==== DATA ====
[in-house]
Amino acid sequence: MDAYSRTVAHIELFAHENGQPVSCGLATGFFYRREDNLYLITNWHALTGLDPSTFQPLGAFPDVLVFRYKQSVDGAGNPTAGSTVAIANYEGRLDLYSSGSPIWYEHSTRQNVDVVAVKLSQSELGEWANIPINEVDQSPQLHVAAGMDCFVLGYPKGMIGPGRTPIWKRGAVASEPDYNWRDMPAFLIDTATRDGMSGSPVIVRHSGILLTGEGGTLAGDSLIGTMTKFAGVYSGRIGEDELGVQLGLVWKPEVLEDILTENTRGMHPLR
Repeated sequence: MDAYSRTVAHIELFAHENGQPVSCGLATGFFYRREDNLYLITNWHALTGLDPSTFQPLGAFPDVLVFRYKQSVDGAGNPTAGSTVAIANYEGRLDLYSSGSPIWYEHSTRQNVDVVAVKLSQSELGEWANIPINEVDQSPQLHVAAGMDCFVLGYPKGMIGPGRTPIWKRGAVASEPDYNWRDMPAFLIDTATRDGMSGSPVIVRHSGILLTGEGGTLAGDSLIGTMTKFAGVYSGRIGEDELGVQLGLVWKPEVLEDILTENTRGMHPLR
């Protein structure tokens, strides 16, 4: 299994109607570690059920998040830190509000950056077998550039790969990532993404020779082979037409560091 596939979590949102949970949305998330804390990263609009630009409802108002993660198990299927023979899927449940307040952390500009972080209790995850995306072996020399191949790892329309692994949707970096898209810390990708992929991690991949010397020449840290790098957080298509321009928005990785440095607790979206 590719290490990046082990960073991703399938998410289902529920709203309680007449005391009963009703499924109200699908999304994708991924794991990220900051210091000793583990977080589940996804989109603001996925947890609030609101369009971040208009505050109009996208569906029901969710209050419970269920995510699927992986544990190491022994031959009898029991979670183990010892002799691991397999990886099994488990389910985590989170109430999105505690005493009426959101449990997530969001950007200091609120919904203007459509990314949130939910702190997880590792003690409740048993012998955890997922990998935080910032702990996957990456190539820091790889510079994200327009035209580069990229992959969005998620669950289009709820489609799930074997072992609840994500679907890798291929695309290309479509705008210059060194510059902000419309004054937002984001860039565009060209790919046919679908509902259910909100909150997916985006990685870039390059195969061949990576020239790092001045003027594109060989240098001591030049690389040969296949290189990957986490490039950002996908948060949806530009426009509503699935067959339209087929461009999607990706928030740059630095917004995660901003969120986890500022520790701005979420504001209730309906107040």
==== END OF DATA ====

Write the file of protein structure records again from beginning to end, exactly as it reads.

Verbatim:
[in-house]
Amino acid sequence: MDAYSRTVAHIELFAHENGQPVSCGLATGFFYRREDNLYLITNWHALTGLDPSTFQPLGAFPDVLVFRYKQSVDGAGNPTAGSTVAIANYEGRLDLYSSGSPIWYEHSTRQNVDVVAVKLSQSELGEWANIPINEVDQSPQLHVAAGMDCFVLGYPKGMIGPGRTPIWKRGAVASEPDYNWRDMPAFLIDTATRDGMSGSPVIVRHSGILLTGEGGTLAGDSLIGTMTKFAGVYSGRIGEDELGVQLGLVWKPEVLEDILTENTRGMHPLR
Repeated sequence: MDAYSRTVAHIELFAHENGQPVSCGLATGFFYRREDNLYLITNWHALTGLDPSTFQPLGAFPDVLVFRYKQSVDGAGNPTAGSTVAIANYEGRLDLYSSGSPIWYEHSTRQNVDVVAVKLSQSELGEWANIPINEVDQSPQLHVAAGMDCFVLGYPKGMIGPGRTPIWKRGAVASEPDYNWRDMPAFLIDTATRDGMSGSPVIVRHSGILLTGEGGTLAGDSLIGTMTKFAGVYSGRIGEDELGVQLGLVWKPEVLEDILTENTRGMHPLR
């Protein structure tokens, strides 16, 4: 299994109607570690059920998040830190509000950056077998550039790969990532993404020779082979037409560091 596939979590949102949970949305998330804390990263609009630009409802108002993660198990299927023979899927449940307040952390500009972080209790995850995306072996020399191949790892329309692994949707970096898209810390990708992929991690991949010397020449840290790098957080298509321009928005990785440095607790979206 590719290490990046082990960073991703399938998410289902529920709203309680007449005391009963009703499924109200699908999304994708991924794991990220900051210091000793583990977080589940996804989109603001996925947890609030609101369009971040208009505050109009996208569906029901969710209050419970269920995510699927992986544990190491022994031959009898029991979670183990010892002799691991397999990886099994488990389910985590989170109430999105505690005493009426959101449990997530969001950007200091609120919904203007459509990314949130939910702190997880590792003690409740048993012998955890997922990998935080910032702990996957990456190539820091790889510079994200327009035209580069990229992959969005998620669950289009709820489609799930074997072992609840994500679907890798291929695309290309479509705008210059060194510059902000419309004054937002984001860039565009060209790919046919679908509902259910909100909150997916985006990685870039390059195969061949990576020239790092001045003027594109060989240098001591030049690389040969296949290189990957986490490039950002996908948060949806530009426009509503699935067959339209087929461009999607990706928030740059630095917004995660901003969120986890500022520790701005979420504001209730309906107040």